When and How Often Should I Get Tested?

“Women should be tested for chlamydia on a regular basis. Some gynecologists test for it automatically, but not all do,” Hook says.

For other STDs, including HIV, syphilis, and genital herpes, blood testing is most accurate.

To test for HPV, a sample of cervical or anal cells must be collected.

How often an individual needs to be tested for STDs depends on their level of risk for infection.

The CDC recommends the following for testing for chlamydia:

Annual screening in sexually active women age 25 and younger and in older women who are at an increased risk for infection because of a new sex partner or multiple sex partners
Annual screening in men who have sex with men, based on exposure history, with more frequent screening in people at the highest risk
Screening in all pregnant women at their first prenatal visit
Annual screening in sexually active people living with HIV
The CDC’s recommendations for gonorrhea testing include the following:

Annual screening in sexually active women who are at risk for infection, which includes women ages 25 and younger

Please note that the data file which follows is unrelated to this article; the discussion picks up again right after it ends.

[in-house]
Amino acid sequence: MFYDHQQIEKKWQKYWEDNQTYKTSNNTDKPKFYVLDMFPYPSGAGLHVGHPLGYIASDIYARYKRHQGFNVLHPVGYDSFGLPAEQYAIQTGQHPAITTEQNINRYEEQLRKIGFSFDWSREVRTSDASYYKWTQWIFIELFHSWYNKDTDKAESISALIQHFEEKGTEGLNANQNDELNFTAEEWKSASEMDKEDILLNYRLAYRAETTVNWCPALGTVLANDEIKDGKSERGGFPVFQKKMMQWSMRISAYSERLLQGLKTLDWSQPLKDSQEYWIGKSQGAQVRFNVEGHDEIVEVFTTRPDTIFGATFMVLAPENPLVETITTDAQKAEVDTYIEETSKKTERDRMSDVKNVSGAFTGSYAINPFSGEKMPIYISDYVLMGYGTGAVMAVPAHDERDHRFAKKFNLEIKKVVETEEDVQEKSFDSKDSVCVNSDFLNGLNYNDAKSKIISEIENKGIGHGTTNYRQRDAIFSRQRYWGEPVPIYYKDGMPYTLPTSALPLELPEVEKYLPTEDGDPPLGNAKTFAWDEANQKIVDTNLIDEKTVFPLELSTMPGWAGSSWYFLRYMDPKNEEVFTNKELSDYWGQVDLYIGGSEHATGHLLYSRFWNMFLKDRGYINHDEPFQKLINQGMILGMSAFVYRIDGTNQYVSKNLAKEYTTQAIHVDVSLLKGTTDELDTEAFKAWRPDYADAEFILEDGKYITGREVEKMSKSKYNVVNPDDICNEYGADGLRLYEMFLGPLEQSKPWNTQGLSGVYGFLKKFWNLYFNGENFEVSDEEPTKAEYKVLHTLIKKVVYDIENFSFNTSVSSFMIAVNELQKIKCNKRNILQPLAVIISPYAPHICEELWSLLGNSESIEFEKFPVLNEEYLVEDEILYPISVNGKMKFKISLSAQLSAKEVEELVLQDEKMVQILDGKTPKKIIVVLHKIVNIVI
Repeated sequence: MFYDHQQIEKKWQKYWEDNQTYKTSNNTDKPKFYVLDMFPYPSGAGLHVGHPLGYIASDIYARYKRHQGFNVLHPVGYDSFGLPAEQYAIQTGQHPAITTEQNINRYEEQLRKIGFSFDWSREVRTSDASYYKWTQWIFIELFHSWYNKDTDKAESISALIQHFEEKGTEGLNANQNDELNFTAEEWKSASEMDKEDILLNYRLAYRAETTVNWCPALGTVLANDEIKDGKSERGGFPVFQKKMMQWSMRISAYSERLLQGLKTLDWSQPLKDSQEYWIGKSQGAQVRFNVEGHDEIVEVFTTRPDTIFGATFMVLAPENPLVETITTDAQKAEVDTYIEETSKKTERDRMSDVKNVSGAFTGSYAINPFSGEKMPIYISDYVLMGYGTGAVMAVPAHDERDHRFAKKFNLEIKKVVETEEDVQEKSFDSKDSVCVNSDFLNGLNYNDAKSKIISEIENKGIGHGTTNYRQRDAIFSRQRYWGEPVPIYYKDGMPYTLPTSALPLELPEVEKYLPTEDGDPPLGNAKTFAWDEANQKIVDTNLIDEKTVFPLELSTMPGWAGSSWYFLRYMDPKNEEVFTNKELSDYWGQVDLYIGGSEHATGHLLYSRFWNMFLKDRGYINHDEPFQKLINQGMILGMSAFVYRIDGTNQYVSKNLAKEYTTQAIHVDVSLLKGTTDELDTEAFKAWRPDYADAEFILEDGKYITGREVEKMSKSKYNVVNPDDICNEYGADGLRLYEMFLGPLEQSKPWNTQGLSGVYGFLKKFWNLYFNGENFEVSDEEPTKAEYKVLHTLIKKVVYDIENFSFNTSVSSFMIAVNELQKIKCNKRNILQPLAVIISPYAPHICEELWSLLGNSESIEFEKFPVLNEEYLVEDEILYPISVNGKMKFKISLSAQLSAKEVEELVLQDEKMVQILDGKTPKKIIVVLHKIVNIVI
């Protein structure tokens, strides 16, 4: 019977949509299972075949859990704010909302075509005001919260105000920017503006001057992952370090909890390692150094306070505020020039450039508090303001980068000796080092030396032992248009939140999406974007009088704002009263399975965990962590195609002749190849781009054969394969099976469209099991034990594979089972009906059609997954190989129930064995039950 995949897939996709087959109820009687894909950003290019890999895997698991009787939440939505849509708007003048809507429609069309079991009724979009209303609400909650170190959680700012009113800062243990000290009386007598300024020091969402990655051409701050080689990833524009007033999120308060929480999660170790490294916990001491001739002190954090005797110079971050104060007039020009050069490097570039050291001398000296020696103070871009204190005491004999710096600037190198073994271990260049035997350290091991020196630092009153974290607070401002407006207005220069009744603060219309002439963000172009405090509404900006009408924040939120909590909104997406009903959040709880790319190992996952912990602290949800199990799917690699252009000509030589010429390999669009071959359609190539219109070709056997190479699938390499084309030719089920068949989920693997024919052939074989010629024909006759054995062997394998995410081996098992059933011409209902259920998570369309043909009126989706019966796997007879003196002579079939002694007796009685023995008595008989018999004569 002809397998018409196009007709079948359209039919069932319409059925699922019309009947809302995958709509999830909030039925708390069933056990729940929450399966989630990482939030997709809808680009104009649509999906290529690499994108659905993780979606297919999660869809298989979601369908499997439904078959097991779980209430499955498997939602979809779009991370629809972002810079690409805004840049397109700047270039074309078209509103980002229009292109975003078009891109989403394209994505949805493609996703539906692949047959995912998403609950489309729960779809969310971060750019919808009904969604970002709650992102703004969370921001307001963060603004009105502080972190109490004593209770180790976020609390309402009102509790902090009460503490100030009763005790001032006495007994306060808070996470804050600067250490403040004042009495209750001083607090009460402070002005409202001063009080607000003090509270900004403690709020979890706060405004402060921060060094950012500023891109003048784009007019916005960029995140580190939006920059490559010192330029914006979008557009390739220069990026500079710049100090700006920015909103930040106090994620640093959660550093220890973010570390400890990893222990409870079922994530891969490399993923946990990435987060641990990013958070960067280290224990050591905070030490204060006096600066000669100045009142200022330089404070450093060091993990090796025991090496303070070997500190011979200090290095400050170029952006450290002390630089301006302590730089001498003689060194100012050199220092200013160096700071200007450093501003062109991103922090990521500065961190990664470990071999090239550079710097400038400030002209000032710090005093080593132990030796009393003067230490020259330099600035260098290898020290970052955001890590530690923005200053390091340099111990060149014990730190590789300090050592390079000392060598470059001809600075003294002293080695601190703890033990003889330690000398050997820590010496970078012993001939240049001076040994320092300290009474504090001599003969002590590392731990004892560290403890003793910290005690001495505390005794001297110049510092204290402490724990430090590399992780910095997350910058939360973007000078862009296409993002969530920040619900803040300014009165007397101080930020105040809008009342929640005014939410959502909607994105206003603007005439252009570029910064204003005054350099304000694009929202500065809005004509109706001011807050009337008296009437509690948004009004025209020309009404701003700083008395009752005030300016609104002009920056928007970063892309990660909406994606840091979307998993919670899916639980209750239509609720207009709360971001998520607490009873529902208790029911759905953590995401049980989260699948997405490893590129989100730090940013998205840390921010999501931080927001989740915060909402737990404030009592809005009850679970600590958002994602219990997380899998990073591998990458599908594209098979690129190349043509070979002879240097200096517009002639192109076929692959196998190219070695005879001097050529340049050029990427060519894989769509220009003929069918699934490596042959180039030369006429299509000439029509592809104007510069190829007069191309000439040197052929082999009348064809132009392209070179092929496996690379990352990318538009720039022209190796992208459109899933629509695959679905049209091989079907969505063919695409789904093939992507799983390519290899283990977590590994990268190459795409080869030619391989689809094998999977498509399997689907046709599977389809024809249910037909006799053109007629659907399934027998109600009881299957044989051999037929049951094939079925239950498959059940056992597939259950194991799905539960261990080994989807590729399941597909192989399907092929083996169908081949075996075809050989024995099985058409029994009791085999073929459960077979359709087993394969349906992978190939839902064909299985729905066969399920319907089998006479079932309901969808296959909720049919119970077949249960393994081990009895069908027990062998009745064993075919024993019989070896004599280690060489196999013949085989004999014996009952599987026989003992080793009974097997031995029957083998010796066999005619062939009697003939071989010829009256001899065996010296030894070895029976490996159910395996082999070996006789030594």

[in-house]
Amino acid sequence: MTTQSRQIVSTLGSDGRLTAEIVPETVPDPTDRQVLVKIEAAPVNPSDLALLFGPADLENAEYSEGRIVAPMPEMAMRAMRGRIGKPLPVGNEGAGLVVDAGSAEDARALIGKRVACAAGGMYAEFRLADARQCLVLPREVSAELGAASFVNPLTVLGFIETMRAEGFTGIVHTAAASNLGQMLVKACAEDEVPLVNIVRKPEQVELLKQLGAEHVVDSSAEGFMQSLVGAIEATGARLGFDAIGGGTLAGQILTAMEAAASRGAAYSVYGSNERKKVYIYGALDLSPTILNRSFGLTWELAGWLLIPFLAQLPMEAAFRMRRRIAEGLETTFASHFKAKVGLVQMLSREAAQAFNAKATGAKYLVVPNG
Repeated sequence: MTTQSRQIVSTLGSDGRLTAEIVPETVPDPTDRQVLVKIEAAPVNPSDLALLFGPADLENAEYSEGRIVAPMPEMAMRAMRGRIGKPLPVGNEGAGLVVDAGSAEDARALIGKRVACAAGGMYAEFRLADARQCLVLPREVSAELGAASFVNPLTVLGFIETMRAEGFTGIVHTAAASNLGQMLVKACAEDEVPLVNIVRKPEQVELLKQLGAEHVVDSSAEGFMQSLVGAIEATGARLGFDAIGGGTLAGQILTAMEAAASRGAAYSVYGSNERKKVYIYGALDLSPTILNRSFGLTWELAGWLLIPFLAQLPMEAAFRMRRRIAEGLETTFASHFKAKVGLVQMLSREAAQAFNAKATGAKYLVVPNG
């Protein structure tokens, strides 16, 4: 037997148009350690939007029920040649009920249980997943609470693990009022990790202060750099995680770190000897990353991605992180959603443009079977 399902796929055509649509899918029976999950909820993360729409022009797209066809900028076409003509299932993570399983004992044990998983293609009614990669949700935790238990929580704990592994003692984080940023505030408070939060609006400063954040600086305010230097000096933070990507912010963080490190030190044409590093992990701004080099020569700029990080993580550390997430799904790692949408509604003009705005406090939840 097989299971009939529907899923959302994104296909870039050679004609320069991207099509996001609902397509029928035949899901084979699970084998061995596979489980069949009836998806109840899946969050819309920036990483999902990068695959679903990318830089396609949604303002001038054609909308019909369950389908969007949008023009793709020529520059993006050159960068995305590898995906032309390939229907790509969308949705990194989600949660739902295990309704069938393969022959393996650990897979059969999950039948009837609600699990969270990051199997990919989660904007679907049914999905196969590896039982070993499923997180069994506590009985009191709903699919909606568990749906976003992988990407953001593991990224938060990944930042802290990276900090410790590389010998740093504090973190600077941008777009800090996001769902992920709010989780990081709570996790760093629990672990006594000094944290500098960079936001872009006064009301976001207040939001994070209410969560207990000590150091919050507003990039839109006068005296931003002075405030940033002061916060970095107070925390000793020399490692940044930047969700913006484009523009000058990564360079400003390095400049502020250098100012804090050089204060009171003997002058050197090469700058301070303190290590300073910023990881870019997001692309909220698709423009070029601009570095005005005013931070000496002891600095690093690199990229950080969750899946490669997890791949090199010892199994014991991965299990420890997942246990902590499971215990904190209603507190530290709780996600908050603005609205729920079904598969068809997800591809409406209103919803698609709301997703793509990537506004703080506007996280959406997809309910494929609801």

Annual screening in men who have sex with men, based on exposure history, with more frequent screening in people at the highest risk
Screening in all pregnant women under age 25 and older women who are at an increased risk
Annual screening in sexually active people living with HIV
The CDC’s recommendations regarding screening for syphilis include these guidelines:

Screening in all pregnant women at their first prenatal visit
Annual screening in men who have sex with men
Annual screening in sexually active people living with HIV
The CDC has additional recommendations for other STDs.

In all cases, more frequent screening or screening for additional STDs may be appropriate for certain individuals, depending on their risk factors, including sexual behavior and how common a particular disease is in their area.

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